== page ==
Many of the fortifications of the ancient world were built with mud brick, leaving many no more than mounds of dirt for today's archaeologists. The Assyrians deployed large labour forces to build new palaces, temples and defensive walls. Babylon was one of the most famous cities of the ancient world, especially as a result of the building program of Nebuchadnezzar, who expanded the walls and built the Ishtar Gate.




The Ancient Egyptians also built fortresses on the frontiers of the Nile Valley to protect against invaders from its neighboring territories.

Artists impression of the battlements at Buhen fortress in Egypt about 1800 BC




Some settlements in the Indus Valley Civilization were also fortified. By about 3500 B.C., hundreds of small farming villages dotted the Indus floodplain. Many of these settlements had fortifications and planned streets. The stone and mud brick houses of Kot Diji were clustered behind massive stone flood dykes and defensive walls, for neighboring communities bickered constantly about the control of prime agricultural land. Mundigak (c. 2500 B.C.) in present day south-east Afghanistan has defensive walls and square bastions of sun dried bricks.





The Kumbhalgarh Fort in Rajasthan, India. For more than 3 centuries, the Fort remained impregnable. Kumbhalgarh is a Mewar fortress in the Rajsamand District of Rajasthan state in western India. Built during the course of the 15th century by Rana Kumbha, and enlarged through the 19th century, Kumbhalgarh is also a birthplace of Maharana Pratap, the great king and warrior of Mewar. Occupied until the late 19th century, the fort is now open to the general public as a museum and is spectacularly lit for a few minutes each evening. Kumbalgarh is situated 82 km from Udaipur towards its northwest and is easily accessible by road. It is the most important fort in Mewar after Chittaurgarh.




Large tempered earth (i.e. rammed earth) walls were built in ancient China since the Shang Dynasty (c. 1600-1050 BC), as the capital at ancient Ao had enormous walls built in this fashion. Although stone walls were built in China during the Warring States (481-221 BC), mass conversion to stone architecture did not begin in earnest until the Tang Dynasty (618-907 AD). In terms of China's longest and most impressive fortification, the Great Wall had been built since the Qin Dynasty (221-207 BC), although its present form was mostly an engineering feat and remodeling of the Ming Dynasty (1368-1644 AD). The large walls of Pingyao serve as one example. Likewise, the famous walls of the Forbidden City in Beijing were established in the early 15th century by the Yongle Emperor.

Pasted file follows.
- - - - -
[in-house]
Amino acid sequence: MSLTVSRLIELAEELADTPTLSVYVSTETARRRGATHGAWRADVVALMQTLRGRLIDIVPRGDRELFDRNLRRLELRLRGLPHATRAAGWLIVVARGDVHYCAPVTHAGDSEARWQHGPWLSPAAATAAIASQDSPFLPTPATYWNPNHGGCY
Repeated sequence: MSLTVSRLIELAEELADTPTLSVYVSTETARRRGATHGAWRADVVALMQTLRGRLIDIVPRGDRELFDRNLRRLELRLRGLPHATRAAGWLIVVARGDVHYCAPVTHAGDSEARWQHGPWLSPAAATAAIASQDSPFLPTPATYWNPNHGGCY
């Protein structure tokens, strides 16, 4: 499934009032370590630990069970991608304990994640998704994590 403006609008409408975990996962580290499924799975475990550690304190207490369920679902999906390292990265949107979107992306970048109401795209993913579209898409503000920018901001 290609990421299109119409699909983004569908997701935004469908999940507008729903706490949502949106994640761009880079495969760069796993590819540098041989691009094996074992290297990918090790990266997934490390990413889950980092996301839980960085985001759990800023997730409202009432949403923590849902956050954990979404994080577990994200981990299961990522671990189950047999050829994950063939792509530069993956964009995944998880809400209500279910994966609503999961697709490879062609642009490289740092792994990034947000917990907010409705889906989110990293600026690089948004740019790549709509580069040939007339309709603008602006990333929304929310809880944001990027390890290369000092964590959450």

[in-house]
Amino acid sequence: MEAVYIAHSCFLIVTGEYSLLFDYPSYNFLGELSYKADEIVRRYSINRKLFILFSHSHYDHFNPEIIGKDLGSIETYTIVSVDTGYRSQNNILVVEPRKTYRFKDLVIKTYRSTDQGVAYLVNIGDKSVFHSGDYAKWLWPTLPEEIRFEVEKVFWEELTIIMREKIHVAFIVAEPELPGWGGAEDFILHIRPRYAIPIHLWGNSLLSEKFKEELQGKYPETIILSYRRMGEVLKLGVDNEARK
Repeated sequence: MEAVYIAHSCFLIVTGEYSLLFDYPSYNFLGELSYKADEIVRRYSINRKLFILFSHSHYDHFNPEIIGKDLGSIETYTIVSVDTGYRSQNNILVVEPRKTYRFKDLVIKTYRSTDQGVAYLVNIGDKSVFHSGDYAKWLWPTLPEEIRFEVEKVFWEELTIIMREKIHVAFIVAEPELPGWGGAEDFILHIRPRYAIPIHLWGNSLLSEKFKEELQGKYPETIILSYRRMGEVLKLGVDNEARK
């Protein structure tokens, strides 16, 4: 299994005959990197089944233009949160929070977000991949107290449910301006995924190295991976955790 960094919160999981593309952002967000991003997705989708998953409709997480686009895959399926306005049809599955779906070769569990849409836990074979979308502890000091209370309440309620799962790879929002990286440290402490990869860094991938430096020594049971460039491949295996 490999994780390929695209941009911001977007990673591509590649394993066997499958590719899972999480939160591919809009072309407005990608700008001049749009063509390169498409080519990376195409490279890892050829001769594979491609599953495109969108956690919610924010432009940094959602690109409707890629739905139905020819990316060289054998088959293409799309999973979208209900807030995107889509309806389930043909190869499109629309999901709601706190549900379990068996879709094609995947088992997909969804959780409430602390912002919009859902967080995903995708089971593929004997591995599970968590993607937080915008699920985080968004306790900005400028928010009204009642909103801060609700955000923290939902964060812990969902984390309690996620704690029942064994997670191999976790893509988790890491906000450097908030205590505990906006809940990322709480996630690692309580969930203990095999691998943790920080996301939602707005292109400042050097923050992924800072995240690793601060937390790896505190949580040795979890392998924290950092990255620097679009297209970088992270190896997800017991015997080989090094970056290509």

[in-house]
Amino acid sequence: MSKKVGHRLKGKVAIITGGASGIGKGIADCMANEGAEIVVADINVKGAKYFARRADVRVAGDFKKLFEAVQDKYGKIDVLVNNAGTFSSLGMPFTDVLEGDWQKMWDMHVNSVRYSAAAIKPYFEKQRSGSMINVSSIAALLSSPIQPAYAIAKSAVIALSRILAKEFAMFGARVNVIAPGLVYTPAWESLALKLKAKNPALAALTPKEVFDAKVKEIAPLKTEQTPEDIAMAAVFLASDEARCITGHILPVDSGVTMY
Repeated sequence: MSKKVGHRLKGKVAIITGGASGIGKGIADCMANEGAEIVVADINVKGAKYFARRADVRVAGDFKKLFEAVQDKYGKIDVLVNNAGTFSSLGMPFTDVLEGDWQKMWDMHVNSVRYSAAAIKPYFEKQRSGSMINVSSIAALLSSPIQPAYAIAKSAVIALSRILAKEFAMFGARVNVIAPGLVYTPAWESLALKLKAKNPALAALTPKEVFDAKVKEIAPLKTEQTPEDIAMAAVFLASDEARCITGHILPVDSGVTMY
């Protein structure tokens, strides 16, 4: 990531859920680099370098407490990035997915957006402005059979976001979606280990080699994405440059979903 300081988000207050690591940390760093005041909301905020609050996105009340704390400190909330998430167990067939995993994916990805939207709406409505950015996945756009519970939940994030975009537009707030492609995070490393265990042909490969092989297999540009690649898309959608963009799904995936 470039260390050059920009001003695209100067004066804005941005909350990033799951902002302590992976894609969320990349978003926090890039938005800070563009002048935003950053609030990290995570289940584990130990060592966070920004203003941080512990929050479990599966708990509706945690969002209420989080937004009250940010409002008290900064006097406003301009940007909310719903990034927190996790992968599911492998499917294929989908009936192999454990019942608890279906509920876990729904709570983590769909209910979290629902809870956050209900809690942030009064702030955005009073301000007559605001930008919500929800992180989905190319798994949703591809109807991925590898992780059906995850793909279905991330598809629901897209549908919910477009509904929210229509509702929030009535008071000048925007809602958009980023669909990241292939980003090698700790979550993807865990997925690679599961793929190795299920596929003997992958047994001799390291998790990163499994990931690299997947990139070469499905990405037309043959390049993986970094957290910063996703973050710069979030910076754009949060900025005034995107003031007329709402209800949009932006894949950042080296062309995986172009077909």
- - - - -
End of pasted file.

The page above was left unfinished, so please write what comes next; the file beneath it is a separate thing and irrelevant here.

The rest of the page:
The Forbidden City was the Chinese imperial palace from the Ming Dynasty to the end of the Qing Dynasty. It is located in the middle of Beijing, China, and now houses the Palace Museum. For almost 500 years, it served as the home of emperors and their households, as well as the ceremonial and political center of Chinese government.

Built in 1406 to 1420, the complex consists of 980 buildings and covers 720,000 m2 (7,800,000 sq ft). The palace complex exemplifies traditional Chinese palatial architecture, and has influenced cultural and architectural developments in East Asia and elsewhere. The Forbidden City was declared a World Heritage Site in 1987, and is listed by UNESCO as the largest collection of preserved ancient wooden structures in the world.

Since 1925, the Forbidden City has been under the charge of the Palace Museum, whose extensive collection of artwork and artifacts were built upon the imperial collections of the Ming and Qing dynasties. Part of the museum's former collection is now located in the National Palace Museum in Taipei. Both museums descend from the same institution, but were split after the Chinese Civil War.